Charles Stross speaks truth! I knew that there was a reason why I liked his books. In the 1970s, my parents were forced to travel around the world with heavy jars in their hand luggage so that I wouldn't starve. Thankfully it is now available in the U.S., but in tiny jars that probably cost more per gram than most street drugs.

I know one desperate geneticist who, when in a foreign lab sans marmite, attempted to make his own by the cooking the bacto yeast extract that is an ingredient in bacterial culture broths. Not a success.

#59 ::: Diatryma ::: (view all by) ::: November 15, 2007, 09:11 AM:

Nick, that sounds incredibly nerdy. I wonder if he'd have had better luck with another culture mix? LB seems like it'd be... not tasty, but it, like cats, has a flavor. It smells like life to me.
A student here once had a party and advertised "Yeast Bucket", which I am told is a Peace Corps alcohol involving a bucket, sugar, and yeast. I am willing to do many things for science, but not that.

#60 ::: John Stanning ::: (view all by) ::: November 15, 2007, 09:11 AM:

#53 : Is a "radical vegan" one who subsists exclusively on radishes, or on roots (Latin radix)?

It's been asserted - not least in the indispensable New Scientist - that everything you eat probably contains some atoms that were once part of a dinosaur.

#61 ::: Charlie Stross ::: (view all by) ::: November 15, 2007, 09:16 AM:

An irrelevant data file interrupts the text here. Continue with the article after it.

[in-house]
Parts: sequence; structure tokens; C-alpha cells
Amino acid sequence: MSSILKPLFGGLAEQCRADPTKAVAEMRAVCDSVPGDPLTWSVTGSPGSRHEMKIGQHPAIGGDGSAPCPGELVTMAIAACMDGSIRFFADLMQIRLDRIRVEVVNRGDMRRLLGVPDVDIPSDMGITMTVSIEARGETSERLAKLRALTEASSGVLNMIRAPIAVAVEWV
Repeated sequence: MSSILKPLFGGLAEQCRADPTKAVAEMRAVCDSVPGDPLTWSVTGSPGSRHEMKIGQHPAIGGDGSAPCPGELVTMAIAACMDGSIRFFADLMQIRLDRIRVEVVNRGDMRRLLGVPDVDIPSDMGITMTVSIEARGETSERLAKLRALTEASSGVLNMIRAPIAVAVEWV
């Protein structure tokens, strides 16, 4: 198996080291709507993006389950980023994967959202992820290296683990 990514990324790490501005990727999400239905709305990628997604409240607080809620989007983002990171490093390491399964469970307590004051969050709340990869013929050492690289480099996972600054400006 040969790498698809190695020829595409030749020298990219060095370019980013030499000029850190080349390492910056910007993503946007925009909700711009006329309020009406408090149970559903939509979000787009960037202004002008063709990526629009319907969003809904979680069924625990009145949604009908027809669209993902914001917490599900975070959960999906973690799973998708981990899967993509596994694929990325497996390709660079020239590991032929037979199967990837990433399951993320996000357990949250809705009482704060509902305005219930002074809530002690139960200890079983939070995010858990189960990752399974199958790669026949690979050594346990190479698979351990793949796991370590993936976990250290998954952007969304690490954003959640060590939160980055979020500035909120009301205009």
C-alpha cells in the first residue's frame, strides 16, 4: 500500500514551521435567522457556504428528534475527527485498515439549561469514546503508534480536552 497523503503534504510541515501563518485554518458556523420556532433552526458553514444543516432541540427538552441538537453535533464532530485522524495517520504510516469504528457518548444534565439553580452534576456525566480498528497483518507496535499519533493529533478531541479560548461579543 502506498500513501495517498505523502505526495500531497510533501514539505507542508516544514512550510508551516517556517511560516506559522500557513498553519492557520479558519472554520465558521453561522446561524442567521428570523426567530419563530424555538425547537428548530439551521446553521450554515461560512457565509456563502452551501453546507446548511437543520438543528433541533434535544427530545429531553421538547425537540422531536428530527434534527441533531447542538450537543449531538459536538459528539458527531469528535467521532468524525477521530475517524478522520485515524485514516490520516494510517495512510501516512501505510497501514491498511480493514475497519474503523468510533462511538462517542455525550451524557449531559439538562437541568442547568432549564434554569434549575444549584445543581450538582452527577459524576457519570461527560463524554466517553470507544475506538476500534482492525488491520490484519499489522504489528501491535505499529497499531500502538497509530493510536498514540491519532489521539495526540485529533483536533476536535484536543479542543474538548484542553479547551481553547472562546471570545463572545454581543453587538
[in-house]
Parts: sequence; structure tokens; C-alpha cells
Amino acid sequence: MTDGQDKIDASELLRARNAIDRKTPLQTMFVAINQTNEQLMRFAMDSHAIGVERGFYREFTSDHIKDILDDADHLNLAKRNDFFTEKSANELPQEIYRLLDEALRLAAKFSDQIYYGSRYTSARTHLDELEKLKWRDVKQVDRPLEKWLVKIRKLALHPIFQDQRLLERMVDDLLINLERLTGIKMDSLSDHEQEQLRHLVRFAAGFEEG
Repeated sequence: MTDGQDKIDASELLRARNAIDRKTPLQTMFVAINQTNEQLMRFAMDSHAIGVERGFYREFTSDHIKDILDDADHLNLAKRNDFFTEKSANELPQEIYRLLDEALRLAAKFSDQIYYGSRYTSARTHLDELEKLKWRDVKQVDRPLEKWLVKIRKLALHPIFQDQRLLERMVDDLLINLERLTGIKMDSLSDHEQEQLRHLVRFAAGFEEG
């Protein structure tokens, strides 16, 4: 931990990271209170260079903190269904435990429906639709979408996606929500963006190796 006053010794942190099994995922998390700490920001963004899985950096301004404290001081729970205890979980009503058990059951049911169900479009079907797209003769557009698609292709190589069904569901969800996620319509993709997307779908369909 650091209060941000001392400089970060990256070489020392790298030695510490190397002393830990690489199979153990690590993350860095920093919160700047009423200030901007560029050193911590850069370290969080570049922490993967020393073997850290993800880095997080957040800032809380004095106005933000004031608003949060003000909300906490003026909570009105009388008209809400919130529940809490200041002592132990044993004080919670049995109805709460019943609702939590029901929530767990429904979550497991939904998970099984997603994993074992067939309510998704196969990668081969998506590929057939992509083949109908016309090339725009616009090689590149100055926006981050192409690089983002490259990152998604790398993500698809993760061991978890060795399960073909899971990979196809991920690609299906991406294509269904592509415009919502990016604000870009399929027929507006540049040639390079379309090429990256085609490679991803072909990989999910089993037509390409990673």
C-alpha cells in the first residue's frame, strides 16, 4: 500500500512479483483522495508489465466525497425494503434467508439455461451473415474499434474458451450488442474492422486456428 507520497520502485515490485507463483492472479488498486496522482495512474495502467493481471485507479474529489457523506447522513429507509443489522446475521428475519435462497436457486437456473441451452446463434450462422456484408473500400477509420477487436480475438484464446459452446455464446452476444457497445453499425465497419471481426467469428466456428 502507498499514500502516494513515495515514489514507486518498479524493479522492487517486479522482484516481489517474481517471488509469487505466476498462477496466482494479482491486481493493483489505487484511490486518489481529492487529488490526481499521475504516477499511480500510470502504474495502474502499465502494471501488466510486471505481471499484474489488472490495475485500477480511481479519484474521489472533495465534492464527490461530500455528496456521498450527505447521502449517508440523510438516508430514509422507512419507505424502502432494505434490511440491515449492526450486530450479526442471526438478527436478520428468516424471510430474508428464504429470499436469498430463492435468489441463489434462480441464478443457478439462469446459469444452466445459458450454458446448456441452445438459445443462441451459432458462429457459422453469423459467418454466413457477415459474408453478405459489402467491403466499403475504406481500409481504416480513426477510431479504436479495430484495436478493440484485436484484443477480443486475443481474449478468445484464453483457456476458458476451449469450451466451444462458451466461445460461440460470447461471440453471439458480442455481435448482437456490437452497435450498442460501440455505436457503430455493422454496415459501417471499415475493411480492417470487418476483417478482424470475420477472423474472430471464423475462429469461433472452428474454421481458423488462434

"A vegetarian is someone who eats only vegetables.

"I, my friend, am a humanitarian ..."

#62 ::: bryan ::: (view all by) ::: November 15, 2007, 09:19 AM:

Burton-on-Trent is rather a dull place to visit but it makes for some extremely disturbing gay sex.

#63 ::: j ::: (view all by) ::: November 15, 2007, 09:19 AM:

I do wish all of you would stop dancing around the -real- issue Theresa raised here. She went out of her way to provide us with a safe space to discuss the topic, and I think we're doing a disservice to her in not discussing it.

Britney Murphy is an acting genius, even if she can't spell her name right.

There, I've said it, and I'm not taking it back.

#64 ::: C. Wingate ::: (view all by) ::: November 15, 2007, 09:20 AM:

re 47: Surely there must be another term for taking a neutral word and substituting a fluff word for it. "Euphemism" doesn't do it for me.

#65 ::: John Stanning ::: (view all by) ::: November 15, 2007, 09:22 AM:

Vivaldi's choir at the Foundling Hospital in Venice seems to have been all-female, including tenors and basses singing at actual pitch, not an octave up as in some recordings. There's a modern choir, the Schola Pietatis Antonio Vivaldi, that tries to reproduce the sound. It's beautiful.